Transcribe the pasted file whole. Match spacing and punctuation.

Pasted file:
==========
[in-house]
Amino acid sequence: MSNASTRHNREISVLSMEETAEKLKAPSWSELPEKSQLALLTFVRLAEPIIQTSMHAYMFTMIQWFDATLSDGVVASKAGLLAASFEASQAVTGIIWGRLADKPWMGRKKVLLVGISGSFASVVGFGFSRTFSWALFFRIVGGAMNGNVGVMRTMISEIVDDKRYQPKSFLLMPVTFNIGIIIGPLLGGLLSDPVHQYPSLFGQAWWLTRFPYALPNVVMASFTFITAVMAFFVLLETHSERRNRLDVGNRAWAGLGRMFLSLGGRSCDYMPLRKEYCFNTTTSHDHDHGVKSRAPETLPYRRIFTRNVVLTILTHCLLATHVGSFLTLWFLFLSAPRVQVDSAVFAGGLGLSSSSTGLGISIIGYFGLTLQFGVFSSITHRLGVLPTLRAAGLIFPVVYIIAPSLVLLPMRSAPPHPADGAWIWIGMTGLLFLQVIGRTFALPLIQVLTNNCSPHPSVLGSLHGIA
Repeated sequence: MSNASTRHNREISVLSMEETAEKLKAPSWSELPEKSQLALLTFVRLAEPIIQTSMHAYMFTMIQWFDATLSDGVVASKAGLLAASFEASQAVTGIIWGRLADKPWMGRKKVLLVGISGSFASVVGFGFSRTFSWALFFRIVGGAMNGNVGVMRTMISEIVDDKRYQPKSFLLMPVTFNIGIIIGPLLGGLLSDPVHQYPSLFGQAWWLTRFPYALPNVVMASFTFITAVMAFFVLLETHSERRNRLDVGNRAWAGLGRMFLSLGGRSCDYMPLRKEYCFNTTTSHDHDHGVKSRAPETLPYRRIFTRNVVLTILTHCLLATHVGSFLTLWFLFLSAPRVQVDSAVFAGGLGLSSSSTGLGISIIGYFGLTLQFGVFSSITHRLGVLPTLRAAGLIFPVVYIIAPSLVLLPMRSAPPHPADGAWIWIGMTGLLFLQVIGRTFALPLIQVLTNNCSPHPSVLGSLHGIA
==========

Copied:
[in-house]
Amino acid sequence: MSNASTRHNREISVLSMEETAEKLKAPSWSELPEKSQLALLTFVRLAEPIIQTSMHAYMFTMIQWFDATLSDGVVASKAGLLAASFEASQAVTGIIWGRLADKPWMGRKKVLLVGISGSFASVVGFGFSRTFSWALFFRIVGGAMNGNVGVMRTMISEIVDDKRYQPKSFLLMPVTFNIGIIIGPLLGGLLSDPVHQYPSLFGQAWWLTRFPYALPNVVMASFTFITAVMAFFVLLETHSERRNRLDVGNRAWAGLGRMFLSLGGRSCDYMPLRKEYCFNTTTSHDHDHGVKSRAPETLPYRRIFTRNVVLTILTHCLLATHVGSFLTLWFLFLSAPRVQVDSAVFAGGLGLSSSSTGLGISIIGYFGLTLQFGVFSSITHRLGVLPTLRAAGLIFPVVYIIAPSLVLLPMRSAPPHPADGAWIWIGMTGLLFLQVIGRTFALPLIQVLTNNCSPHPSVLGSLHGIA
Repeated sequence: MSNASTRHNREISVLSMEETAEKLKAPSWSELPEKSQLALLTFVRLAEPIIQTSMHAYMFTMIQWFDATLSDGVVASKAGLLAASFEASQAVTGIIWGRLADKPWMGRKKVLLVGISGSFASVVGFGFSRTFSWALFFRIVGGAMNGNVGVMRTMISEIVDDKRYQPKSFLLMPVTFNIGIIIGPLLGGLLSDPVHQYPSLFGQAWWLTRFPYALPNVVMASFTFITAVMAFFVLLETHSERRNRLDVGNRAWAGLGRMFLSLGGRSCDYMPLRKEYCFNTTTSHDHDHGVKSRAPETLPYRRIFTRNVVLTILTHCLLATHVGSFLTLWFLFLSAPRVQVDSAVFAGGLGLSSSSTGLGISIIGYFGLTLQFGVFSSITHRLGVLPTLRAAGLIFPVVYIIAPSLVLLPMRSAPPHPADGAWIWIGMTGLLFLQVIGRTFALPLIQVLTNNCSPHPSVLGSLHGIA